Builders demand simpler planning
MBA ACT Deputy Jerry Howard with apprentice Luke Gilbert. Photo: Colleen Petch
Canberra's building industry is facing a dramatic downturn and widespread job losses unless the ACT government takes action to cut red tape, the Master Builders' Association has warned.
MBA ACT deputy executive director Jerry Howard said the local industry was being strangled by regulation, adding significant costs to the bottom line for builders and renovators.
Residential construction starts in the capital fell by 18.5 per cent in the December quarter, seasonally adjusted, a drop which the MBA in part blames on regulatory costs and delays caused by excessive red tape.
''Maybe we're getting to the point in the construction industry where people cannot afford to build,'' Mr Howard said.
''It's going to affect the government's bottom line because if people can't afford to build in Canberra and if we don't create an environment that supports investment in building, they'll just go across the border.''
MBA ACT is calling for urgent action in the wake of last week's federal budget, which has put increased pressure on the industry by cutting public service jobs within the capital.
''The bottom line is that unless a definitive strategy is put in place, we will face considerable pressure on an industry which employs around 15,000 in the ACT and contributes heavily in terms of job creation and apprenticeships,'' Mr Howard said.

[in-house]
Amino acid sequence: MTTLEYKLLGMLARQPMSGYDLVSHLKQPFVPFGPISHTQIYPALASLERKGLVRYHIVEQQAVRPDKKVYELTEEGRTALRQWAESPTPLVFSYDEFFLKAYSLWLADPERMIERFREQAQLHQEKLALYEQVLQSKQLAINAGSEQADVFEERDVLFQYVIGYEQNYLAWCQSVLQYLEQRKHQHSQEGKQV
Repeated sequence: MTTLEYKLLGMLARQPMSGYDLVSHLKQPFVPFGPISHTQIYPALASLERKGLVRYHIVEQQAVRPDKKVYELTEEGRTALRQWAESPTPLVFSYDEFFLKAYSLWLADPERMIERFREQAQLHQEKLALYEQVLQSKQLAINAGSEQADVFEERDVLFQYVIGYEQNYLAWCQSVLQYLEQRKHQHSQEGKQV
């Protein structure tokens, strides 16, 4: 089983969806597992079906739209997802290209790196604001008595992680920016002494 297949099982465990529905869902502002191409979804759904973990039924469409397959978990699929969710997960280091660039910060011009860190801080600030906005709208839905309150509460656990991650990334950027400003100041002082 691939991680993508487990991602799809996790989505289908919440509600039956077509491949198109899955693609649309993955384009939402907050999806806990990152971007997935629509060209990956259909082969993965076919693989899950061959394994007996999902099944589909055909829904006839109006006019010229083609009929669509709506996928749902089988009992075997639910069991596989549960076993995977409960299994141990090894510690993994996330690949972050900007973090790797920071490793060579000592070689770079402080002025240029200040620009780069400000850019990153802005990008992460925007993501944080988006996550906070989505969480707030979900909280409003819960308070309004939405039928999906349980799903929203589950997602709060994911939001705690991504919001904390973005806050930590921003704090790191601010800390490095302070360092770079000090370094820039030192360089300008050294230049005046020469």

''We can't control what the feds do, but we can control what we do within our own building and planning system.''
Mr Howard said an important step in the reforms would be addressing building and planning anomalies, including difficulties surrounding draft variations.
He said the recent case involving the development of two heritage-listed 1920s cottages in Yarralumla was an example of a project for which the development application had expired and would have to be reassessed.
He said it could be demolished if it did not meet current planning legislation introduced after the initial development application, such as DV 306. ''I find it quite bizarre that a draft variation has de facto force of law before any consultation has occurred or, for that matter, consideration by the Legislative Assembly,'' he said.
However, a spokesman for the environment and sustainable development minister said the measure was necessary.
''If interim effect is not made, developers have the opportunity to rush in with development applications before the draft variation is considered by the minister, getting around the intent of the change,'' he said. The spokesman said the government, along with industry bodies such as the MBA, had already invested substantial time, effort and funding into creating better regulation.
''The stated goal of the project is to create a clear and concise regulatory framework that assists the economic development of the city whilst at the same time improving the quality of the built form within the city,'' he said.
The spokesman said for most building projects valued at less than $20 million, regulatory costs have decreased in the past year.